Basic:The Physiology Coloring Book, 2d Ed. $14
Advanced:Human Physiology,Fox, 14th Ed. $244
Nice to have: Gould's Pathophysiology For The Health Professions, 5th Ed. $114
Cool sites: Ward's Science Supply , Carolina Biological Supply
Those 10 major body systems from anatomy?
Learn how each of them works. First independently, and then how one relates to the others.
Take your time, and go back over it until you have at least the grasp of a fairly skilled layman. Pay especial attention to the nervous system, the cardio-circulatory system, the respiratory system, the digestive system, and the skeletal system.
All the systems of the body are important, all the time, but those five are where the vast majority of problems will crop up, over and over and over again, in both emergent situations, and chronic conditions.
Anatomy was about structure. Physiology is about function.
You need both as a building block to understand why you're going to do (or not do) what you do.
And Pathophysiology is what health care is all about: the dysfunction of the original system.
How things got there, and how to get them back, or work around them some way or another.
If you were hoping to get this from a pill, or a blog post, nice try.
Put. In. The. Book. Work.
The coloring book is an excellent and inexpensive way to start this.
The text by Fox, while pricey for some, is a once-in-a-lifetime purchase. It is quite simply masterful, and you'll find out it's pretty accessible to anyone.
If you have any school-age children around, the Ward's site is a cornucopia of science toys, including lab-grade instruments. If you're homeschooling, or thinking about it, you should already know about the Ward's site, and Carolina Biological. (And lest you think this is just for play or school, they also sell dissection supplies. That would be surgical instruments, by any other name. And generally better quality and cheaper than those from people trying to sell you Apocalypse Field Surgical Kits. Just saying.) Their stuff is exactly what's used from grade schools all the way to med school. Hint: You might decide down the road that having a medical lab-grade microscope, and some other toys, isn't a bad idea.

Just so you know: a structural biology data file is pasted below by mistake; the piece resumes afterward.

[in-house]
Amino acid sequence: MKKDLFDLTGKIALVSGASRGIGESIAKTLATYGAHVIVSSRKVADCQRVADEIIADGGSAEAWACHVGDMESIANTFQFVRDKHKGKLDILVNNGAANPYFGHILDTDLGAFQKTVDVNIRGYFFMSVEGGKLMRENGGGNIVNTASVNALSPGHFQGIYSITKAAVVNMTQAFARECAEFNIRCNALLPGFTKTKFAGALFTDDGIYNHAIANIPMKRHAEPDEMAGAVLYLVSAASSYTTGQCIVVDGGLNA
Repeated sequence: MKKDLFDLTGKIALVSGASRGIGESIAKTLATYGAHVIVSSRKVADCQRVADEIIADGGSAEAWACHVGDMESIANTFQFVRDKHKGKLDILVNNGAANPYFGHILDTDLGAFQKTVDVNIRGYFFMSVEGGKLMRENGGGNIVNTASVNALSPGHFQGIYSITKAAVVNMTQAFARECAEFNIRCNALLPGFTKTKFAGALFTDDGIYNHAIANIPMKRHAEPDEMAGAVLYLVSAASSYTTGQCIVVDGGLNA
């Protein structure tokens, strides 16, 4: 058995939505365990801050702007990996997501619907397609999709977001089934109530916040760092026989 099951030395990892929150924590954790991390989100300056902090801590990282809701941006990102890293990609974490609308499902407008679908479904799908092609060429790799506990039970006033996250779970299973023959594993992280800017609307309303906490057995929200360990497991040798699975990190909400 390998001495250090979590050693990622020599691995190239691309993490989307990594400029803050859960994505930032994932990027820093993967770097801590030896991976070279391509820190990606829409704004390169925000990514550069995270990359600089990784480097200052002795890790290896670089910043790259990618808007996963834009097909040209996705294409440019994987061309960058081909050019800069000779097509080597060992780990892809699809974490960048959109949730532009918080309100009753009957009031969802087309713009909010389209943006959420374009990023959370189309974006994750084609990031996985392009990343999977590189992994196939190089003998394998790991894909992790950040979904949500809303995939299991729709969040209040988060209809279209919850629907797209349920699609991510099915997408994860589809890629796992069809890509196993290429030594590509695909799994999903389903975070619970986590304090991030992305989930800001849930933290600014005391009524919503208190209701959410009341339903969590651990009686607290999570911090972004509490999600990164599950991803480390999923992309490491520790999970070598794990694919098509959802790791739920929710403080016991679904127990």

If this sort of thing grosses you out, or PETA has successfully conditioned you otherwise, it's time to revert back to first aid classes, and stay out of this.
And mayhap die, or let loved ones die, on the day, because you're too squeamish. There's no shame in that if you know going in, because health care isn't for everyone. But find out now, and focus on other things, before things get sporty in a disaster or such.
Everybody needs a medic, but not everyone can be one.
(Nota bene, I'm not suggesting, with either this nor anatomy, that you can nor should attempt to grasp this in a day. But you can put in the work, and should, indeed must, at some point, if you're serious about all this. You can get an excellent idea of what's involved, and the reality of college-level education is that an entire semester's class, which health science college-level biology is, is in fact about a week's worth of 8 hour days of lecture, and about two weeks of lab time hands-on. Put another way, that's less than two solid weekends of 12-hr days for the lecture, and four solid weekends for the lab time. In other words, if you applied yourself for three workweeks, or six weekends total, you'd have the same amount of training in either subject as a nursing student, in either subject. You can make this as hard or easy as you like, but unless you're working three jobs and raising 5 young kids, this is within reach for just about anybody who wants to put in the effort, in your spare time. Like just about anything else. Bonus if you go serious: if you grasped either the Tortora or Fox texts for A and P, better yet both of them, you could likely walk into the local community college and test right out of them. Really. - A.)